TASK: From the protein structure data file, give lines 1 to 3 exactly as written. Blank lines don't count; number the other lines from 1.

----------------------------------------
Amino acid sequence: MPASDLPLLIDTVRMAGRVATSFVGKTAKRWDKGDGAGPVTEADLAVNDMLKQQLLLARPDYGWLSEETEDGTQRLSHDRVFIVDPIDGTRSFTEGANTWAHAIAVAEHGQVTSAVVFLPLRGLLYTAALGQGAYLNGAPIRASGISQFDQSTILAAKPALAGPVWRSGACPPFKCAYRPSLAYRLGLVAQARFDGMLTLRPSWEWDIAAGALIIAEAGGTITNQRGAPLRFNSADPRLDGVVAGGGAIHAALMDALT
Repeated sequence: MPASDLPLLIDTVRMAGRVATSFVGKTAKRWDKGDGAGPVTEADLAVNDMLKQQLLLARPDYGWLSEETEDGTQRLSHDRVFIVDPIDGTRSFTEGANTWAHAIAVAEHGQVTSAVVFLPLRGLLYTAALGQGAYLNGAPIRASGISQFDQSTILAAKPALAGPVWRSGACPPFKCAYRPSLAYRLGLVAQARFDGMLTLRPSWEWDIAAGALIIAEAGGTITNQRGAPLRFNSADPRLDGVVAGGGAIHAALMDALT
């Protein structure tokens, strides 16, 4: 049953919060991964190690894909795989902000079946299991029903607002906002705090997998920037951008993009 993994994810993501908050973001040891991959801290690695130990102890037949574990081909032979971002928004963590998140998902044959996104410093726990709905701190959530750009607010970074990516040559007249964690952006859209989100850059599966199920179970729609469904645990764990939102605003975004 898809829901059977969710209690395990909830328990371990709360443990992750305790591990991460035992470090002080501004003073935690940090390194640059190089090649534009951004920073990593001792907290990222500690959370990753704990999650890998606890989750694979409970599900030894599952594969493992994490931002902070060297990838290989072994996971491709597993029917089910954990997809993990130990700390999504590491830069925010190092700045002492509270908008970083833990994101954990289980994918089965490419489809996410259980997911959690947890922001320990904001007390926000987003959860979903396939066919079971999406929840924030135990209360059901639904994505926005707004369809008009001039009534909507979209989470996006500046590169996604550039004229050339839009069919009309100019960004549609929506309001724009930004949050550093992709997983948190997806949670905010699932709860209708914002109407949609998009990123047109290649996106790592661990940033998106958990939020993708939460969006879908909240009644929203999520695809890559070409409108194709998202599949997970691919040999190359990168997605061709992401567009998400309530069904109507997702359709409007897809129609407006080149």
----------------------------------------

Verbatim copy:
Amino acid sequence: MPASDLPLLIDTVRMAGRVATSFVGKTAKRWDKGDGAGPVTEADLAVNDMLKQQLLLARPDYGWLSEETEDGTQRLSHDRVFIVDPIDGTRSFTEGANTWAHAIAVAEHGQVTSAVVFLPLRGLLYTAALGQGAYLNGAPIRASGISQFDQSTILAAKPALAGPVWRSGACPPFKCAYRPSLAYRLGLVAQARFDGMLTLRPSWEWDIAAGALIIAEAGGTITNQRGAPLRFNSADPRLDGVVAGGGAIHAALMDALT
Repeated sequence: MPASDLPLLIDTVRMAGRVATSFVGKTAKRWDKGDGAGPVTEADLAVNDMLKQQLLLARPDYGWLSEETEDGTQRLSHDRVFIVDPIDGTRSFTEGANTWAHAIAVAEHGQVTSAVVFLPLRGLLYTAALGQGAYLNGAPIRASGISQFDQSTILAAKPALAGPVWRSGACPPFKCAYRPSLAYRLGLVAQARFDGMLTLRPSWEWDIAAGALIIAEAGGTITNQRGAPLRFNSADPRLDGVVAGGGAIHAALMDALT
């Protein structure tokens, strides 16, 4: 049953919060991964190690894909795989902000079946299991029903607002906002705090997998920037951008993009 993994994810993501908050973001040891991959801290690695130990102890037949574990081909032979971002928004963590998140998902044959996104410093726990709905701190959530750009607010970074990516040559007249964690952006859209989100850059599966199920179970729609469904645990764990939102605003975004 898809829901059977969710209690395990909830328990371990709360443990992750305790591990991460035992470090002080501004003073935690940090390194640059190089090649534009951004920073990593001792907290990222500690959370990753704990999650890998606890989750694979409970599900030894599952594969493992994490931002902070060297990838290989072994996971491709597993029917089910954990997809993990130990700390999504590491830069925010190092700045002492509270908008970083833990994101954990289980994918089965490419489809996410259980997911959690947890922001320990904001007390926000987003959860979903396939066919079971999406929840924030135990209360059901639904994505926005707004369809008009001039009534909507979209989470996006500046590169996604550039004229050339839009069919009309100019960004549609929506309001724009930004949050550093992709997983948190997806949670905010699932709860209708914002109407949609998009990123047109290649996106790592661990940033998106958990939020993708939460969006879908909240009644929203999520695809890559070409409108194709998202599949997970691919040999190359990168997605061709992401567009998400309530069904109507997702359709409007897809129609407006080149």